Review: Ex Machina

ex machinaLights: 2015. Science-fiction drama. Rated R for graphic nudity, language, sexual references, and some violence. Runtime: 108 minutes.

Camera: Starring Domhnall Gleeson, Oscar Issac, Alicia Vikander, and Soyona Mizuno. Written and directed by Alex Garland. Music by Geoff Barrow and Ben Salisbury.

Action: Ex Machina was a movie that went onto my list as soon as I saw that it was advertised. It looked like a work of thought-provoking science fiction, and I wasn’t disappointed in that respect. There is a lot to think about with this film.

It is the story of Caleb (Gleeson), a young man who works for the world’s largest Internet company, who wins a contest to spend a week at a secluded retreat with the reclusive CEO of the company, Nathan (Issac). Caleb is surprised to learn that he is expected to cut off contact with the outside world and sign a non-disclosure agreement before Nathan will talk shop with him. Upon signing the agreement, Caleb learns the real reason for the secrecy; he is to test a new artificial intelligence that Nathan has created.

Nathan’s home is an incredible place, filled with all the amenities (except telephones). Nathan lives alone, except for his live-in housekeeper, Kyoko (Mizuno) who speaks no English. Caleb’s passkey grants him access to every room except those Nathan has designated off limits. In fact, the only real oddity is the unexplained power failures that occur from time to time. Nathan is at a loss to explain them, but shrugs them off as inadequacy on the part of the engineers.

On meeting the A.I., Ava (Vikander), for the first time, Caleb is taken aback by her complexity and reactions to his questions.  This is no simple computer algorithm. The more he speaks with Ava, the more human she begins to seem. But when a power outage shuts down the cameras that Nathan is using to observe the pair, her demeanor changes. She warns Caleb that Nathan is not to be trusted; that he lies. This sets the stage for the remainder of the film, which further explores the relationships between Ava and Caleb, Caleb and Nathan, and Nathan and Ava.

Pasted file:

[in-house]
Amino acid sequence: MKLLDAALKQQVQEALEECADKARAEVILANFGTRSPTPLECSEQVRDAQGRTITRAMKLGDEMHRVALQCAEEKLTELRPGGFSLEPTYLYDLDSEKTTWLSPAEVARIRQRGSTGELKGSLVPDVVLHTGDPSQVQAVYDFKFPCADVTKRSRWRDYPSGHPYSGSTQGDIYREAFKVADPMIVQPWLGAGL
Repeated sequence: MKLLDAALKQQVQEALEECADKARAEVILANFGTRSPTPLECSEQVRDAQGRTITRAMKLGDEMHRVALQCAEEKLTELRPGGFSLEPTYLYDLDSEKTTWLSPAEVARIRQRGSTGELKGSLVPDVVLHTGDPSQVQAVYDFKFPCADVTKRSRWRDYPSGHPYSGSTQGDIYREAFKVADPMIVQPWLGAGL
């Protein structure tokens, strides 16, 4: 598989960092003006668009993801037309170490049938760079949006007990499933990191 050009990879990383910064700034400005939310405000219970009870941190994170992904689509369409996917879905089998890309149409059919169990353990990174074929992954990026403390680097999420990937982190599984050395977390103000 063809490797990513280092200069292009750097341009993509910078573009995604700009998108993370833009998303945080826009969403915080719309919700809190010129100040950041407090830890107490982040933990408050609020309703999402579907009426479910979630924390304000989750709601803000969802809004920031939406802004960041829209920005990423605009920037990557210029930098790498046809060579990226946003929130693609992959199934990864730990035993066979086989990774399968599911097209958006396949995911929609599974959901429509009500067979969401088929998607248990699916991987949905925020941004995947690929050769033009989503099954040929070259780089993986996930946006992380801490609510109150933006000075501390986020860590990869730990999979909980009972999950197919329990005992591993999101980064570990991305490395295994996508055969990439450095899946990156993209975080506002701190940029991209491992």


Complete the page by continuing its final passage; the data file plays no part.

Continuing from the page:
The film is very thought-provoking, and the science behind it is fairly well-supported. One could almost accept that Nathan really has created something amazing, portrayed beautifully by Alicia Vikander. At the same time, there is a darker, underlying theme that pervades the film and leaves you vaguely unsettled by the implications that it presents.

One thing I should speak on is the special effects. When we first meet Ava, it is painfully obvious that she is a machine, as her midsection, arms, and legs are completely transparent, revealing wires, fiber, and components beneath. The effect is seamless with the actress’ real face and body and the overall effect is one of beauty and wonder.

Parents: Ex Machina features graphic nudity, including full-frontal and rear female nudity. Potentially objectionable language, including the f-word, is present throughout. There is some blood and some of the violence is rather savage, but there is almost no gore. I cannot, in good conscience, recommend this one to children, but then, it isn’t intended for them and most would find it boring and difficult to follow.

Rating: **** (out of five)